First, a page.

In a ruling this summer, the U.S. Securities and Exchange Commission (SEC) voted to adopt final rules on cybersecurity disclosure.

In a 3-to-2 vote, the SEC adopted rules that requires disclosure of material cybersecurity incidents on Form 8-K and periodic disclosure of a registrant’s cybersecurity risk management, strategy and governance in annual reports. Among the rules, the ruling requires reporting material cybersecurity incidents to the SEC within four days of determining the incident is material. Effective December 15, companies will need to disclose on their risk management, strategy and governance procedures, and material cyber incidents by December 18.

Security leaders weigh in

With those dates fast approaching, security leaders are sharing their thoughts on the ruling and its effect on the industry.

John Pirc, Vice President at Netenrich:

The new SEC cybersecurity disclosure rules represent a significant advancement in corporate transparency and investor protection. By mandating timely disclosure of material cybersecurity incidents and the requirement for detailed annual reporting on risk management strategies, these rules bring much-needed clarity and standardization to how public companies report cybersecurity issues.

This move is particularly commendable as it aligns with the growing importance of digital security in today’s interconnected business landscape. However, while the rules offer flexibility in the timing of disclosures, the four-day window for reporting material incidents may pose challenges for companies in accurately assessing and disclosing complex cybersecurity events.

Additionally, the rules’ emphasis on both internal and third-party cybersecurity incidents underscores the increasing complexity of managing digital risk in a cloud-centric world. Overall, these regulations are a positive step towards greater corporate accountability and enhanced investor confidence in the face of escalating cyber threats.

Joseph Carson, Chief Security Scientist and Advisory CISO at Delinea:

With the implementation of the new SEC cybersecurity disclosure rules, organizations must further invest and improve their incident response plan and process to meet the new SEC rules, such as identifying cybersecurity incidents that have a material impact to the business and also report those incidents within four business days of discovery. Incident response tends to focus on identifying the impact of a cybersecurity incident and getting the business back to operations. However, the incident response team must now also identity the business risks and material impact to determine if they need to report and disclose the incident. The new rules are focused on ensuring that incident reporting is more consistent and safeguard that investors have transparency into cybersecurity incidents. In the past, the average dwell time for an incident was more than 200 days. These new rules will have a significant impact on how organizations report incidents going forward and will likely see large investments into an organizations risk assessment and incident response strategy.

Michael Mumcuoglu, CEO and Co-Founder at CardinalOps:

One of the key changes with the SEC rule that is different from the previous guidance in 2018 is that, in 10-K reports, organizations will now be required to describe their processes for "assessing, identifying and managing material risks from cybersecurity threats” as well as to “describe the board of directors’ oversight of risks from cybersecurity threats and management’s role and expertise in assessing and managing material risks from cybersecurity threats.” This puts a greater emphasis on the necessity for companies to assess and validate their existing security controls and to have increased visibility into their overall ability to effectively detect potential threats. We've seen growing interest in this area for a while now, so much so that Gartner research has introduced a new category, automated security control assessment (ASCA), that covers solutions that improve an organization's security posture by verifying the proper, consistent configuration of security controls in order to better manage and reduce risk.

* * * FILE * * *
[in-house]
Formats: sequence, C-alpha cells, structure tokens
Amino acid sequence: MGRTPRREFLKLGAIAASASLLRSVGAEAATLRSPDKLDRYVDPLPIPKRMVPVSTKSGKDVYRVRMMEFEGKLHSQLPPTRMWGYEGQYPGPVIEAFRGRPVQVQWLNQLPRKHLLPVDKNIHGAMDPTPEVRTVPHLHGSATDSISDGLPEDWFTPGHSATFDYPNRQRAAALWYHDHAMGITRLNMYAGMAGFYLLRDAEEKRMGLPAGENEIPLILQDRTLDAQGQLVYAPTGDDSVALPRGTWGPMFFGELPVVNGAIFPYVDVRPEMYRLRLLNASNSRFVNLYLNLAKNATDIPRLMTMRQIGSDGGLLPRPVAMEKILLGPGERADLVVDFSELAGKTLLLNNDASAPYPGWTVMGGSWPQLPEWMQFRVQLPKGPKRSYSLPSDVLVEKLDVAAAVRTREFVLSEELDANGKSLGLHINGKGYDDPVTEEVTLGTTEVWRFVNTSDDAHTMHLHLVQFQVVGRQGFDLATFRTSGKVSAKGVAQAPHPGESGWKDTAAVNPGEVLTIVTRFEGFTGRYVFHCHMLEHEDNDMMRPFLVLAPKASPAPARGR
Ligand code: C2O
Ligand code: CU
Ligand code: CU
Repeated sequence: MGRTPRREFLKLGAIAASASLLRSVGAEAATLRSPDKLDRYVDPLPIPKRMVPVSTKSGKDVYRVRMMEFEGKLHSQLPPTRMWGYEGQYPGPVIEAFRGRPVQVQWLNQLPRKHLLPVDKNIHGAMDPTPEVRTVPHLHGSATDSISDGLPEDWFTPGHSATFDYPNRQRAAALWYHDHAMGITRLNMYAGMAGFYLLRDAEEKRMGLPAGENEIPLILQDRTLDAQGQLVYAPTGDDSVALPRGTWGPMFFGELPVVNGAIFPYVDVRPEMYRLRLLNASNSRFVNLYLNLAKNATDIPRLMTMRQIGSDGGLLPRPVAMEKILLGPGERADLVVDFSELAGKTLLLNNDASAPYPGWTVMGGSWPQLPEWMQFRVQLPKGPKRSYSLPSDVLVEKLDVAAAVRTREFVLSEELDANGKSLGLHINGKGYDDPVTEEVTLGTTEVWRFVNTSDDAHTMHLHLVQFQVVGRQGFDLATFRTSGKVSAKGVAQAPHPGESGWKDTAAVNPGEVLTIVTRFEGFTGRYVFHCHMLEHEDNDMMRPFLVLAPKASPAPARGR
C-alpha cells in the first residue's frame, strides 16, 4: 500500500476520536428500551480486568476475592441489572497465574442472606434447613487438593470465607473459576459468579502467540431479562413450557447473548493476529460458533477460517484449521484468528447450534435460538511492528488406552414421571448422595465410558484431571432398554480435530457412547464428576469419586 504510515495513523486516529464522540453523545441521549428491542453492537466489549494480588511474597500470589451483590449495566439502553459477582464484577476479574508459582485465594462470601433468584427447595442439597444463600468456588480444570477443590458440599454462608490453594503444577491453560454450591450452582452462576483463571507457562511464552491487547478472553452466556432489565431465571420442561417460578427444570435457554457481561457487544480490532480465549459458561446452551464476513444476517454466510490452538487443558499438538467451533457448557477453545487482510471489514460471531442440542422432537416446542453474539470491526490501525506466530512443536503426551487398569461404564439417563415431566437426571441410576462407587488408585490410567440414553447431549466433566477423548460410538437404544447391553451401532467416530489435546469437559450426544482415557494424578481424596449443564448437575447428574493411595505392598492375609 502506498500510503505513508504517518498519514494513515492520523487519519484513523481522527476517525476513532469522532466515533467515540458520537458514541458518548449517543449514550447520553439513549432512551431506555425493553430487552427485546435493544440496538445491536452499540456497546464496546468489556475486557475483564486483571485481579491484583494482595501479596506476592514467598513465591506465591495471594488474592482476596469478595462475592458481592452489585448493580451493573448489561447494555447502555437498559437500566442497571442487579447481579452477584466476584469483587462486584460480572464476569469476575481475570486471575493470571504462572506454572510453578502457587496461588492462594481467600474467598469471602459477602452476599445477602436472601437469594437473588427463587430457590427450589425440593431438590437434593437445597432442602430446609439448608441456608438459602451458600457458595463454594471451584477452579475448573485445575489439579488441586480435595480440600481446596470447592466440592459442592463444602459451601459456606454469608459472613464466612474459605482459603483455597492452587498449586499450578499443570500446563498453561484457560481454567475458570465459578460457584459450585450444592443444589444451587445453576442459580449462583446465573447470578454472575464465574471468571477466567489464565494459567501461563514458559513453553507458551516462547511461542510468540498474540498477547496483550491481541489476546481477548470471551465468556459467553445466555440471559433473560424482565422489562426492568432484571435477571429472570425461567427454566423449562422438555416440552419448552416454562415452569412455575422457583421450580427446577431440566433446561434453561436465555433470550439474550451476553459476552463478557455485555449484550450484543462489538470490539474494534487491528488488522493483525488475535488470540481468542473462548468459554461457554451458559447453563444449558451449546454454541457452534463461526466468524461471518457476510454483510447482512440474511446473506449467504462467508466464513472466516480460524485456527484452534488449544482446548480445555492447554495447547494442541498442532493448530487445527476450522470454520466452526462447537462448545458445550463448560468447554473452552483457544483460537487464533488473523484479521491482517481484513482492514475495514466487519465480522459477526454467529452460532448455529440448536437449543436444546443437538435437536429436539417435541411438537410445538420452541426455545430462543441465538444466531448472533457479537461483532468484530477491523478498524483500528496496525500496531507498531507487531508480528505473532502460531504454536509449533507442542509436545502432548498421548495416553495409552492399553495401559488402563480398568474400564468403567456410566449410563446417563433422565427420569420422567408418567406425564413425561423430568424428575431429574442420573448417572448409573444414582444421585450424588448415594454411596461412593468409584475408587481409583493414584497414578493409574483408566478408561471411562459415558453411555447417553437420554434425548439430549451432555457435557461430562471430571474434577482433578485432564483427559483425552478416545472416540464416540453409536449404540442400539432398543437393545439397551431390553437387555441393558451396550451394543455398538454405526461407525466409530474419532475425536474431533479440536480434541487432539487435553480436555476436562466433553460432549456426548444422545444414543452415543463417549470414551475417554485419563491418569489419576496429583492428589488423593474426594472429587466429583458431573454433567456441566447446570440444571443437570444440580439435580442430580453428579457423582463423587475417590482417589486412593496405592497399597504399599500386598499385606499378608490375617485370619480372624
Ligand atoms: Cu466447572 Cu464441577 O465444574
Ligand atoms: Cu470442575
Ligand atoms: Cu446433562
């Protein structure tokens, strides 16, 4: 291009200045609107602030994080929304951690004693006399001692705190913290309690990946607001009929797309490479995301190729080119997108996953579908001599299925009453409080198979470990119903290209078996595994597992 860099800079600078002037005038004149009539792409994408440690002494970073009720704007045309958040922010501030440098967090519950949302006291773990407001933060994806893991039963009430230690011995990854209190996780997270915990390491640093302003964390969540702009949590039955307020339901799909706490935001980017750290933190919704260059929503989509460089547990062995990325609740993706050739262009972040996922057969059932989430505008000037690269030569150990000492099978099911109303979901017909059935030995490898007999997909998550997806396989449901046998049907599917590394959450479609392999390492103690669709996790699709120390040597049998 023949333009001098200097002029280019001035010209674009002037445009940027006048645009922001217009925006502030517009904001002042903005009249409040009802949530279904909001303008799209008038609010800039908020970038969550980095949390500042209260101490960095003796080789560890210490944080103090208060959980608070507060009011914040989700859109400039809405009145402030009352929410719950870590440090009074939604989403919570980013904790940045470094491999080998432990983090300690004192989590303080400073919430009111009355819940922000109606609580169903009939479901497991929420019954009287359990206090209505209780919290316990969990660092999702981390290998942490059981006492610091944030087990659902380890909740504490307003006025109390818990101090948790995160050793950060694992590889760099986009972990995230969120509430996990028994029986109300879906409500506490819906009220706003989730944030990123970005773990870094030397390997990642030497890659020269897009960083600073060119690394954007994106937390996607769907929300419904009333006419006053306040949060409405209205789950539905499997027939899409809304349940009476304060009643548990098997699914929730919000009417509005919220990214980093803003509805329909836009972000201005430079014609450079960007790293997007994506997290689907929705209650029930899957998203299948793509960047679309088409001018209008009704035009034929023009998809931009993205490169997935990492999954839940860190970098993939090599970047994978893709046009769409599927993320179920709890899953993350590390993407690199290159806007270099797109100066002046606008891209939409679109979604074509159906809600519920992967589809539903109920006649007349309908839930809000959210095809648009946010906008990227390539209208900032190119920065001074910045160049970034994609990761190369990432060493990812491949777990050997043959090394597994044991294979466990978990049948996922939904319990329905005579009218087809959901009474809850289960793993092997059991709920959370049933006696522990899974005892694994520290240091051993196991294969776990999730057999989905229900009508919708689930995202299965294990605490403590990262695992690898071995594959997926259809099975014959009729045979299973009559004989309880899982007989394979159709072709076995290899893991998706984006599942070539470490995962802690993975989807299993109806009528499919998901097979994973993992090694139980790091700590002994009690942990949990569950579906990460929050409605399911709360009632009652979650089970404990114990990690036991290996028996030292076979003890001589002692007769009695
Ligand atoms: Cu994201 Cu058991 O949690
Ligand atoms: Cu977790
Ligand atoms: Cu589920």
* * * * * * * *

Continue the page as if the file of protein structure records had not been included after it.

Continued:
Nakul Goenka, Risk Officer at ColorTokens:

The SEC has approved new cybersecurity rules, which is a significant step in the right direction. These breach disclosure rules will help give CISOs a seat at the table. Companies should start preparing and thinking about their policies, procedures, organizational structure and tool sets immediately.

While the rules do offer flexibility to determine what is considered a “material” incident and hence reportable, we might also see some litigation based on decisions taken by the management teams. It will be interesting to see how these rules are actually implemented and whether the benefits will outweigh the costs and burden.

Claude Mandy, Chief Evangelist, Data Security at Symmetry Systems:

The SEC Cyber Disclosure Rule transforms transparency into cybersecurity risk management and incidents from good practice to regulatory necessity. The challenge for CISO’s at public companies will be how they can balance promptness with thoroughness in assessing whether an incident is material.

The SEC’s definition of material cybersecurity incidents are nuanced and broad, including incidents that jeopardize (not only impact) the confidentiality, integrity and availability of systems and data.

This requires CISO’s (even with the comfort of self-determining materiality) to be able to substantiate their decision that jeopardy from the incident was not material. In the light of attackers weaponizing the SEC whistleblowing mechanisms, CISO’s must be able to methodically prove quickly that systems and data were not jeopardized - with the threat that attackers will prove them wrong.